In the wake of Donald Trump’s stalled immigration reforms, the actions of U.S. Customs and Border Protection officials are receiving heightened scrutiny. News broke Thursday that agents in New York asked domestic flight passengers for proof of citizenship.

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The agency has acknowledged their check point, though they deny that it had anything to do with the Trump administration’s immigration reforms.

Two CBP agents in John F. Kennedy Airport asked passengers arriving on Delta Flight 1583 from San Francisco to show identification after Immigration and Customs Enforcement asked for assistance locating an individual believed to have been on the flight.

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A CBP spokesperson noted the passenger had received a deportation order after being convicted of domestic assault, driving while impaired, and violating a protective order.

Passengers on the plane took to social media and posted images of the incident, and many believed the search was tied to a blanket effort to deport illegals immigrants. The agency clearly had a name, a description of the man, and all of the information they would have needed to single him out from a limited number of airline passengers.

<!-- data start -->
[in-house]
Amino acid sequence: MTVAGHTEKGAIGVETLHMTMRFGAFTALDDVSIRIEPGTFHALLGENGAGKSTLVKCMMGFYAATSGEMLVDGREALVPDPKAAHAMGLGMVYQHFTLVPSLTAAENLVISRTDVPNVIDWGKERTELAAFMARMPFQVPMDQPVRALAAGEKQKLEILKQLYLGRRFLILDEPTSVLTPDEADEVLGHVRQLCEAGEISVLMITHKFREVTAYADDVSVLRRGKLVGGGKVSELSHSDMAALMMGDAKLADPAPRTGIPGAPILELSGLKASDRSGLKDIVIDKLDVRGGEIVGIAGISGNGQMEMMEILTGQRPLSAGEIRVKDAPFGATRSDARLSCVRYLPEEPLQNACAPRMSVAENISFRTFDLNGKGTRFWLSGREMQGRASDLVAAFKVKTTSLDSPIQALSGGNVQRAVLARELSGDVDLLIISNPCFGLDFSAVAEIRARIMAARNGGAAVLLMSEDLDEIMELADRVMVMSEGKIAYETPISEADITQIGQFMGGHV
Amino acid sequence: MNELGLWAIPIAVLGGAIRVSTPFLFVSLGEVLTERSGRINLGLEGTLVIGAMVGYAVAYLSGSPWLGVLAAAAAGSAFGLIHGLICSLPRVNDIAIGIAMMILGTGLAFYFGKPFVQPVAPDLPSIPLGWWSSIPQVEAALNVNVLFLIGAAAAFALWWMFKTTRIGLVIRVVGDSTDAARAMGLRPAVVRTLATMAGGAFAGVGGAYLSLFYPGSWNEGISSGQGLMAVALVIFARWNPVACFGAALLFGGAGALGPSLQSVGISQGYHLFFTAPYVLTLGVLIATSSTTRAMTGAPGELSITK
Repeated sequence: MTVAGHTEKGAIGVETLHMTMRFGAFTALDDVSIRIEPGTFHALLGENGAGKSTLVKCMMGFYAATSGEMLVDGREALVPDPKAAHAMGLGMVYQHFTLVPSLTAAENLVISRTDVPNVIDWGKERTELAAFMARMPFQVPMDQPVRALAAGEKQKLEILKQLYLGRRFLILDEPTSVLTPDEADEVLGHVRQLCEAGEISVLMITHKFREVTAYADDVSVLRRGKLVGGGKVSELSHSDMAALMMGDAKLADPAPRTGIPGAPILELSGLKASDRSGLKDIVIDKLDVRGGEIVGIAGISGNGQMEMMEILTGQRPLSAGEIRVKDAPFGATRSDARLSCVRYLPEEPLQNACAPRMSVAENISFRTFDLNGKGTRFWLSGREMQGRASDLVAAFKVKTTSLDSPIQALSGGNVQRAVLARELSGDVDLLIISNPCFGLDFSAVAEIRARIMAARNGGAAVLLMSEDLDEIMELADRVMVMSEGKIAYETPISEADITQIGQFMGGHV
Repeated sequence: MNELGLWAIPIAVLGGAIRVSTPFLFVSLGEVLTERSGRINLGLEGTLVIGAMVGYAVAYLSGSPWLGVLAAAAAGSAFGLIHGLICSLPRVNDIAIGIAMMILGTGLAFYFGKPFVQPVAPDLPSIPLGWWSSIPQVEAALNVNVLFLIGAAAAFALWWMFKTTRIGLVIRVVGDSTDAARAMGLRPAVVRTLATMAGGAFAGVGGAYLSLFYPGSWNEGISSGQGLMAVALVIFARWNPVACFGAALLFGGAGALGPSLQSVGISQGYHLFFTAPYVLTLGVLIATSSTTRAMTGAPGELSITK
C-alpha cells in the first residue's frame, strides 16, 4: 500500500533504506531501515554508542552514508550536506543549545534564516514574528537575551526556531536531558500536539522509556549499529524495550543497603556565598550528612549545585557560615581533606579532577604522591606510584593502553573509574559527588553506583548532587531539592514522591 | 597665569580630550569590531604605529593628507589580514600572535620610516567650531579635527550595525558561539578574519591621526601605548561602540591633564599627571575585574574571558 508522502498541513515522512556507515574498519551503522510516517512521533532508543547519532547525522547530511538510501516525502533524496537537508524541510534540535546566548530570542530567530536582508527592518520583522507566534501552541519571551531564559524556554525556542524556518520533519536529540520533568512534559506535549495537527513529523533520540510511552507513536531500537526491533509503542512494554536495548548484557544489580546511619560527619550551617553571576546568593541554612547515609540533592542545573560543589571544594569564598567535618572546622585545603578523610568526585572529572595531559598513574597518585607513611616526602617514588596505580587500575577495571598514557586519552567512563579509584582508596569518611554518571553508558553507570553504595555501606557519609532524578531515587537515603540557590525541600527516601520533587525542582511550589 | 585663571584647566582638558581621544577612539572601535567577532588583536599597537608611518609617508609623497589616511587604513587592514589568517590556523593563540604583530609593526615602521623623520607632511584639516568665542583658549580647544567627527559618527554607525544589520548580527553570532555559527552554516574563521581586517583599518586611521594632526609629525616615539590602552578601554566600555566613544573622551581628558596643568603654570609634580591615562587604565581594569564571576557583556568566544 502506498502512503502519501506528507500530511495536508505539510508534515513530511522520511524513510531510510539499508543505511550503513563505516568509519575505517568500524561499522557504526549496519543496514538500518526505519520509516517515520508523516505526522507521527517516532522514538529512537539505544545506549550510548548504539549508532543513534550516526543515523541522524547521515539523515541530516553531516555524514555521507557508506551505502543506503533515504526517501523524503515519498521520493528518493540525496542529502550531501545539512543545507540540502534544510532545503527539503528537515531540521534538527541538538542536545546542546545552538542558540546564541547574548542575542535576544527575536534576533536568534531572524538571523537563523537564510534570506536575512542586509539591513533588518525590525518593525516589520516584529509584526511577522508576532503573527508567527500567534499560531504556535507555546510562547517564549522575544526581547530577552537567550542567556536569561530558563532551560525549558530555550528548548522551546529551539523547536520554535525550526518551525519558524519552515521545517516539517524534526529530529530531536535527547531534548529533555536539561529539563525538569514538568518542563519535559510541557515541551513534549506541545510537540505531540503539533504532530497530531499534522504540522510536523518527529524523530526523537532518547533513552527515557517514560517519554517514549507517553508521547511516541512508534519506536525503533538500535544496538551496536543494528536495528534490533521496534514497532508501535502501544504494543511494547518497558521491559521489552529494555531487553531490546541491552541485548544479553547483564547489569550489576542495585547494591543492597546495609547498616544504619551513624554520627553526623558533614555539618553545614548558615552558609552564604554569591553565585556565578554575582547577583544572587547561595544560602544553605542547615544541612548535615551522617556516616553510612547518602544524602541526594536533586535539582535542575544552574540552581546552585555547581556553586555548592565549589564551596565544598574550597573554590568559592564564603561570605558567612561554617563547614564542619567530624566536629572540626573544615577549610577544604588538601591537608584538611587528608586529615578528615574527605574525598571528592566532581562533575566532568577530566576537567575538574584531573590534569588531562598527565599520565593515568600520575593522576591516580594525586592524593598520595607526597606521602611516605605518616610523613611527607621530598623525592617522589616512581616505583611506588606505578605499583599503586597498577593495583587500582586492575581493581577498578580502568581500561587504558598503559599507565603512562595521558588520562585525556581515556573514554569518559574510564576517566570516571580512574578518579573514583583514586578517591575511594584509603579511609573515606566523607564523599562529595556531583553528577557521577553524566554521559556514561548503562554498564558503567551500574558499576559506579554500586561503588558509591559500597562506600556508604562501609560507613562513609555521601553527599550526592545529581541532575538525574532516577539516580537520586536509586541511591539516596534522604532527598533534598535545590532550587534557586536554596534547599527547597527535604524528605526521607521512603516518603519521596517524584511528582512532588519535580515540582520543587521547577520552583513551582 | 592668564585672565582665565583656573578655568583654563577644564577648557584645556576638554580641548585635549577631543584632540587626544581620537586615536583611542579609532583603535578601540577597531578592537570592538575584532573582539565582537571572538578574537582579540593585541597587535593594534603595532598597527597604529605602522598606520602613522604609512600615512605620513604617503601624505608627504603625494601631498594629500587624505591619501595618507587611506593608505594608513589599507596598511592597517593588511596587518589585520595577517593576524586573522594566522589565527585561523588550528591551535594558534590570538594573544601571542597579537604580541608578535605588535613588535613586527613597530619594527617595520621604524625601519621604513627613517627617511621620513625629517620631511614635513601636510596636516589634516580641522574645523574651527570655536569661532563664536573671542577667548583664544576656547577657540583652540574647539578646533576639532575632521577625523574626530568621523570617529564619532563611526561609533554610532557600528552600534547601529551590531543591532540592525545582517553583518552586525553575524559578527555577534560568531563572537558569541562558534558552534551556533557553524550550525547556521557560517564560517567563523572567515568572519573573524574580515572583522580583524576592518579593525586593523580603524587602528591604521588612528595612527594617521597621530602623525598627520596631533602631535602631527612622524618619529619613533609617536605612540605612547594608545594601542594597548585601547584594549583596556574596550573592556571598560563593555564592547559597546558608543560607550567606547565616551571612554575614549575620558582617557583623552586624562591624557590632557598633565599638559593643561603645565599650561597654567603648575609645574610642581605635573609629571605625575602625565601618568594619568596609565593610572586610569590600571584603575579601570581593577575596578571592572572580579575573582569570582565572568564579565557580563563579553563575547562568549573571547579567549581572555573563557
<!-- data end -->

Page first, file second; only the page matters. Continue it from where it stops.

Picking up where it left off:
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The Chicago Tribune spoke to Jordan Wells, a staff attorney with the New York Civil Liberties Union about the incident. “They’ll occasionally pull someone off of a flight, or officers will come on and make an arrest,” Wells said. “It’s a much more surgical thing than setting up a dragnet. That’s what is so alarming about the way that this played out.”

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The target of CBP’s search was reportedly not on the plane.  There’s no word yet on the status of any of the other passengers. It isn’t known if anyone questioned would qualify as an undocumented immigrant, or what would have happened to them in that circumstance.

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“Is this a mere request to see identification?” Wells said. “Would they have been detained but for them showing ID? Because then it’s no longer a consensual encounter and the Constitution enters the equation.”

“A DHS official who spoke on the condition of anonymity,” writes the Tribune,  “… said ‘when we’re asked by our law enforcement partners to assist in searching for a person of interest, we are able to, and will, help. This isn’t a new policy or related to any new executive order.'”